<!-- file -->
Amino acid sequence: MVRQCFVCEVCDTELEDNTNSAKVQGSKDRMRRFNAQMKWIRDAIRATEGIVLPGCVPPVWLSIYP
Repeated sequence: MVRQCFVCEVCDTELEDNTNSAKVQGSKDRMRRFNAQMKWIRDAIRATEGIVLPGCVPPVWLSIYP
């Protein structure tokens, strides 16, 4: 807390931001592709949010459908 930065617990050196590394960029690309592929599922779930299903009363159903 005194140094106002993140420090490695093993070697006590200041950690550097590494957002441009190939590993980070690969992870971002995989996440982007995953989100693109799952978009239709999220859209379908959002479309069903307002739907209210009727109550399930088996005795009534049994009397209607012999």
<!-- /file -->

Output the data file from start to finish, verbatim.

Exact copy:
Amino acid sequence: MVRQCFVCEVCDTELEDNTNSAKVQGSKDRMRRFNAQMKWIRDAIRATEGIVLPGCVPPVWLSIYP
Repeated sequence: MVRQCFVCEVCDTELEDNTNSAKVQGSKDRMRRFNAQMKWIRDAIRATEGIVLPGCVPPVWLSIYP
């Protein structure tokens, strides 16, 4: 807390931001592709949010459908 930065617990050196590394960029690309592929599922779930299903009363159903 005194140094106002993140420090490695093993070697006590200041950690550097590494957002441009190939590993980070690969992870971002995989996440982007995953989100693109799952978009239709999220859209379908959002479309069903307002739907209210009727109550399930088996005795009534049994009397209607012999």